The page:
TVD Live Shots: Phoebe Bridgers and Charlie Hickey at The Greek Theatre, 10/21

PHOTOS: JULIA LOFSTRAND | Since the release of Phoebe Bridgers’ first album, Stranger in the Alps (2017), she’s toured with The National, partnered with Bright Eyes’ Conor Oberst, started a record label, caused an internet uproar after smashing her guitar in a gender power move on SNL, and more recently had a cameo in Jackson Browne’s new video, “My Cleveland Heart,” where she played a nurse who “ate” his heart.

It’s not these iconic moments she’s been collecting that got her four Grammy Nominations for Punisher (2020), the album this tour is supporting—it’s her own brand of the strange and fealty to self-deprecation that has set her place in indie rock history to motion.

Thursday’s show was night one in a string of three sold-out shows at California’s pine-laden outdoor venue The Greek Theatre. Arriving at the tail-end of the tour, this show was a homecoming for Bridgers and opener Charlie Hickey, both natives of LA suburb South Pasadena. Now signed to Bridgers’ Saddest Factory Records, Hickey met Bridgers back when he was just thirteen when he covered one of her songs.

The surrealness of the moment at this hometown show was not lost on him as he voiced to the crowd, “This is fucked up. Some of you need to leave. There’s too many people here.” After gaining his composure he continued with his pristine voice and acoustic guitar with Bridgers joining him on stage for a couple of songs.

Sipping my wine during intermission and waiting for Phoebe Bridgers to take the stage, I heard Sophie B. Hawkins’ “Damn I Wish I Was Your Lover,” trailing from the speakers and was reminded how much I loved that ’90s gem. Copious amounts of teenagers in skeleton shirts and Doc Martens ushered into their seats exhibiting a level of artist identification not seen since the early ’80s for Madonna or ICP fans. I was not expecting such young fans based on the emotional maturity of her voice and heady lyrics, but with a focus on disorientating human relationships, I can see the appeal of the sad girl vibe.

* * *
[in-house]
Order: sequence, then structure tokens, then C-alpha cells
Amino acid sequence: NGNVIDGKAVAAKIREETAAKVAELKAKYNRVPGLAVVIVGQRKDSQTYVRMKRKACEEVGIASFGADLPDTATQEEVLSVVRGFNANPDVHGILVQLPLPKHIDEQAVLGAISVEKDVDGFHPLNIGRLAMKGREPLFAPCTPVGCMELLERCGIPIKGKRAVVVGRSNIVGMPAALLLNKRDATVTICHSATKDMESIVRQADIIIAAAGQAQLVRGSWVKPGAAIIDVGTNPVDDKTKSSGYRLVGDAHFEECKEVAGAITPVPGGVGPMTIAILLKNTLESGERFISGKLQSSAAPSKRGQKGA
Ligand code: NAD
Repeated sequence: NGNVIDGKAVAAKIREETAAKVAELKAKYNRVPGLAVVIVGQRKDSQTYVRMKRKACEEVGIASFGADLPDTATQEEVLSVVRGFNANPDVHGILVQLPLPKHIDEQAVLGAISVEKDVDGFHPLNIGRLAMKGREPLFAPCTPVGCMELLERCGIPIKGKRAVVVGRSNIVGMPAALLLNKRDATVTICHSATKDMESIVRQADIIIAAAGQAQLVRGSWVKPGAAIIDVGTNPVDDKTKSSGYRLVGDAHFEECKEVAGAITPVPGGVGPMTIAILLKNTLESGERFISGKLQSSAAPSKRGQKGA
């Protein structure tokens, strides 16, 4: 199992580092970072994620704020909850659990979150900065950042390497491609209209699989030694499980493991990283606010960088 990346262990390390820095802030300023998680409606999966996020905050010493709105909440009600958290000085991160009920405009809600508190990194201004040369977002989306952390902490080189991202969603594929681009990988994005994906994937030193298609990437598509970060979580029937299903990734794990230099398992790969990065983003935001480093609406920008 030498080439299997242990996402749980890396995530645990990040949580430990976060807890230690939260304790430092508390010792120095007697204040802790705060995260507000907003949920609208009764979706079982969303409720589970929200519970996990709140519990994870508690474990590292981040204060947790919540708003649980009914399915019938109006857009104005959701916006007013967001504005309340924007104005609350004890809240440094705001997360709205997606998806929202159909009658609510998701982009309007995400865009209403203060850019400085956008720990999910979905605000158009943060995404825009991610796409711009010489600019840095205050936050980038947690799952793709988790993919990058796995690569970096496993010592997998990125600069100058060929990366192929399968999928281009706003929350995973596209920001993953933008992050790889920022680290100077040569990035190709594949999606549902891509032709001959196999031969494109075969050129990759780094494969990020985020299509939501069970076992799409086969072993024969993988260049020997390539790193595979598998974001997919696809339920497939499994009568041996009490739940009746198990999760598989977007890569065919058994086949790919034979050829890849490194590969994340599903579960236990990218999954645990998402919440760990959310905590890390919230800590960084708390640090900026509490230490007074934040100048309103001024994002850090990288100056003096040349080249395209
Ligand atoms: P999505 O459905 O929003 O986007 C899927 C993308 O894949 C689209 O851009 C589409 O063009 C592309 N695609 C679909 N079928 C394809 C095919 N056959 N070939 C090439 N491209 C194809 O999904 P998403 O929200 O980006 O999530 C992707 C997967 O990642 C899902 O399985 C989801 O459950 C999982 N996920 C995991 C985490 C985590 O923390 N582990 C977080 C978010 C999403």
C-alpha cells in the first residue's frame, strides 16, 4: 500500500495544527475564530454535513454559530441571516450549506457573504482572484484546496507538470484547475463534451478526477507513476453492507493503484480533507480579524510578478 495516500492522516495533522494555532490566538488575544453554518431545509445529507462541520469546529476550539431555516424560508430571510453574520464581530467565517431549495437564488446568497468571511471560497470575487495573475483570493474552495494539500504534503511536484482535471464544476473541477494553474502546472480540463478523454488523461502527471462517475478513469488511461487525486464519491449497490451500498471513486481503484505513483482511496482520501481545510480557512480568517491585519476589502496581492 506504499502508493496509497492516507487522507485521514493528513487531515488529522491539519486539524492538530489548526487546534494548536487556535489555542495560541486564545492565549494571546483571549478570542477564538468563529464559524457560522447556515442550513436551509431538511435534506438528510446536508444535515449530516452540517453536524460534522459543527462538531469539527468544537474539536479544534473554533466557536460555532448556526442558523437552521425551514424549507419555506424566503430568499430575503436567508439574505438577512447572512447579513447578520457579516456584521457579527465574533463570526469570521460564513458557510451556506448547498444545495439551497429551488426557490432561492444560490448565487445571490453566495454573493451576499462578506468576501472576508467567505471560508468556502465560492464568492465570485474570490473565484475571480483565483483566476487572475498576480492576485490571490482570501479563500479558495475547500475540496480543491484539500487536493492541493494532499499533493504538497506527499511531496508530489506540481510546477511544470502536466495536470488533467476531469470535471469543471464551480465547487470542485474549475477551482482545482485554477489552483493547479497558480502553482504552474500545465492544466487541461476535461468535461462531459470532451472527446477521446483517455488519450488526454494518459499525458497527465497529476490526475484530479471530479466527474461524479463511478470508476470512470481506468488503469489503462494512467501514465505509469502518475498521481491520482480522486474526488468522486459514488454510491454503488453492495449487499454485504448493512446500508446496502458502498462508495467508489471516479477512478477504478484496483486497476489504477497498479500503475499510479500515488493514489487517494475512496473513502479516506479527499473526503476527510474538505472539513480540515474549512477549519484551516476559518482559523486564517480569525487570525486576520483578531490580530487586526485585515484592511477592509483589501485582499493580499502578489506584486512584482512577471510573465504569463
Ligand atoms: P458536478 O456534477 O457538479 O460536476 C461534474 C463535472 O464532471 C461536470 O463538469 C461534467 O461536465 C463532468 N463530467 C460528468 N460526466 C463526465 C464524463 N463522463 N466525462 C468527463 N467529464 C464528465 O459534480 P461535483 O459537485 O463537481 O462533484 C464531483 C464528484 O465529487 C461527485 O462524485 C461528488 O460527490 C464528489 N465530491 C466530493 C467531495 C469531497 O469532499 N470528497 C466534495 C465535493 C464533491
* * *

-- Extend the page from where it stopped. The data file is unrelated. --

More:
An outpouring of applause and screams filled the air as Bridgers approached the mic donned in her signature jewel encrusted skeletal look and strapped her black-sparkle Danelectro 56 over her shoulder and dove right into “Motion Sickness.”

I dug the starry night themed screen as a 3D card unfolded and changed scenes with each new song behind the 6-piece skeleton suit dressed band. “My mom is here tonight,” she said, reminiscing with the crowd how in her youth her mom would drop her off at The Greek and other LA venues like the Whisky a Go Go and pretend not to wait for her outside.

“This one’s about alcoholism,” she said in a deadpan stare at the start of “Kyoto.” The crowd, swaying from side to side, spilled their fractured emotions out with each verse. “Me and My Dog,” a song from boygenius, a collaborative group she formed with Lucy Dacus and Julien Baker made a guest appearance. In true ironic Phoebe fashion, she end the night not with one of her own songs, but with “That Funny Feeling” by comedic musician and actor Bo Burnham.

CHARLIE HICKEY

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